Sunday, 3 March 2013
Or Good day, hello in Maori.
Yesterday I played with the Auckland Symphony Orchestra at a charity concert for the Music Therapy Centre, which helps disabled children through music. It is an annual event that starts the year for the ASO. Whilst waiting, I noticed that 90% of the school's orchestras, be they symphony, chamber, choir or brass band, are made up of Chinese and Korean kids. Now this is New Zealand and most of these kids would be first generation immigrants. This makes me ask why are there no NZ kids doing music these days. I have been told by teachers that the only students propping up school orchestras are Asians. So what are white or Maori children doing? How do they fill their recreation hours?
I see many on skateboards, many girls hanging out in shopping malls and then I question what is going on in adult society that produces children of such shallow, materialistic expectations. And I think the answer is MONEY. Since the greedy 1980s everything has to have a bottom line. Education is a big money-making institution. The schools and universities are out there to cream it. The emphasis is no longeronb humanities, the classics or arts, but marketing, economics and law. The students have to pay so much, borrow so much that they have to keep their own eyes on their own bottom lines. To have the kind of paper qualification that will lend them a well-paid job so that they can repay their student loans. So tragic.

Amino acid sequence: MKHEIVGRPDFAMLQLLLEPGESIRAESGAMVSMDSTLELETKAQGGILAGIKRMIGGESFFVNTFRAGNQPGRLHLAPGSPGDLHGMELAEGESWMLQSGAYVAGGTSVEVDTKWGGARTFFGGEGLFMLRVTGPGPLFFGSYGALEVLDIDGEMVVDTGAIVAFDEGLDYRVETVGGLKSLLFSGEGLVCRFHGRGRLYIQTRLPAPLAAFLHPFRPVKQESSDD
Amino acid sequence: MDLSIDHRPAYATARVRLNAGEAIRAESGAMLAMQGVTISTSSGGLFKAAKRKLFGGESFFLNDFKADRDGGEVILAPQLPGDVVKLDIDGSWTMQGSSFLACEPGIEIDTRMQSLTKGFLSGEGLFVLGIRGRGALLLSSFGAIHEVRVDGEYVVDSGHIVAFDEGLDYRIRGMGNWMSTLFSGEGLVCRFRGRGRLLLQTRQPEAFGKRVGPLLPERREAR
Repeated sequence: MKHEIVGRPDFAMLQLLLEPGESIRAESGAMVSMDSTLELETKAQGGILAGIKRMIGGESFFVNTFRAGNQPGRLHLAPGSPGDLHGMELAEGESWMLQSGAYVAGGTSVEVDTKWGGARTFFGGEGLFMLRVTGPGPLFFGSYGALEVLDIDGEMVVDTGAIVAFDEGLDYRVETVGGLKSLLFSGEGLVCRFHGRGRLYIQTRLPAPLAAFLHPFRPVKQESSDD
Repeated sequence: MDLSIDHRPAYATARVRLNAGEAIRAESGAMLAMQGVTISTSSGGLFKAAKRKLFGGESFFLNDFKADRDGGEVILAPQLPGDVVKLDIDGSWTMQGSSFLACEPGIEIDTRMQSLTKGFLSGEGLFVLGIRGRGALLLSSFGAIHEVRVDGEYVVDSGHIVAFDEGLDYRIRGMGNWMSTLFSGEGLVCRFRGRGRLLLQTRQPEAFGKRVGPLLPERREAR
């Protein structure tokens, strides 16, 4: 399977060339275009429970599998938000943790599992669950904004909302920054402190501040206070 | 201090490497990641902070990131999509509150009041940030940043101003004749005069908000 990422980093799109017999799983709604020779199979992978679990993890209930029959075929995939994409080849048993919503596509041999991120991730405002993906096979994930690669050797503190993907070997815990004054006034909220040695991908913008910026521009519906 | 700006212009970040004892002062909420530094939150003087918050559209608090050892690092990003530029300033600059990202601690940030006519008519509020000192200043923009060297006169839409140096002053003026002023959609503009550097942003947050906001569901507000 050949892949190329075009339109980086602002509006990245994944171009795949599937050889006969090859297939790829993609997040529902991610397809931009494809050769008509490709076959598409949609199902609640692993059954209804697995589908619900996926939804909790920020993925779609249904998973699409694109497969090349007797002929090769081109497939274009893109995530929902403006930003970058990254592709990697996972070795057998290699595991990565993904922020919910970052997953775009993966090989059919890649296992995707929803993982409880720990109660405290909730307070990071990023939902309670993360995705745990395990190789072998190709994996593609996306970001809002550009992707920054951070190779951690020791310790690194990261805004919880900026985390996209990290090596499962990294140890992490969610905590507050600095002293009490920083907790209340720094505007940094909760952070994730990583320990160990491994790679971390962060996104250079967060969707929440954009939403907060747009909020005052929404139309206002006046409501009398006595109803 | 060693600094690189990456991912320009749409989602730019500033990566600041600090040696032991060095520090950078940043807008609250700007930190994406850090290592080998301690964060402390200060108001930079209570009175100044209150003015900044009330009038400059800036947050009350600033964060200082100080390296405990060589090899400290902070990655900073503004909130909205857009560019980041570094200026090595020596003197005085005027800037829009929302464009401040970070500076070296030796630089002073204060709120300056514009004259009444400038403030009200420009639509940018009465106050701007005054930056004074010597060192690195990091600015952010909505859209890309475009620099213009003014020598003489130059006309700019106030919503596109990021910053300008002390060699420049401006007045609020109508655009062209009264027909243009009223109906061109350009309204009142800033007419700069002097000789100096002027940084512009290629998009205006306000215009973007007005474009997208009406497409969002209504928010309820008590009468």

Also tragic is the country's preponderance of giving out multi-millions to Maoris. New Zealand's Treaty of Waitangi, signed by Victoria's representatives and most of Maori chiefs over a hundred and fifty years ago, propounded an equal development of the country by the two. But since the 1980's it's all been going one way. All money for education and training and awards have been given to Maoris. This has resulted in the backward slide of European New Zealanders and those from minority groups do not stand a whistle's blow of attention. There is never sufficient funding for general health, education, etc. but for the Maoris millions can be found. But where are the results? Most are still on welfare, prisons still have the greater proportion of Maori offenders. Child abuse is still sadly more noticeable in that community. The country is sliding backwards. Everyone pays, but only a minority benefits, for no other reason than their ethnicity, and believe me, that is not pure. It seems anyone with 1/32% of Maori blood in them can qualify for special treatment.
So now I see the only solution is for everyone to intermarry with Maoris and the whole nation can claim Maori blood, to set justice on its feet again.
Depressing, isn't it? If I were younger, I would emigrate. I know there is no perfect country, but as an expat, one doesn't need to be involved.
So sorry to be so pessimistic this week. Next blog will be much merrier, I promise.
Till then think positive. It is still a wonderful world.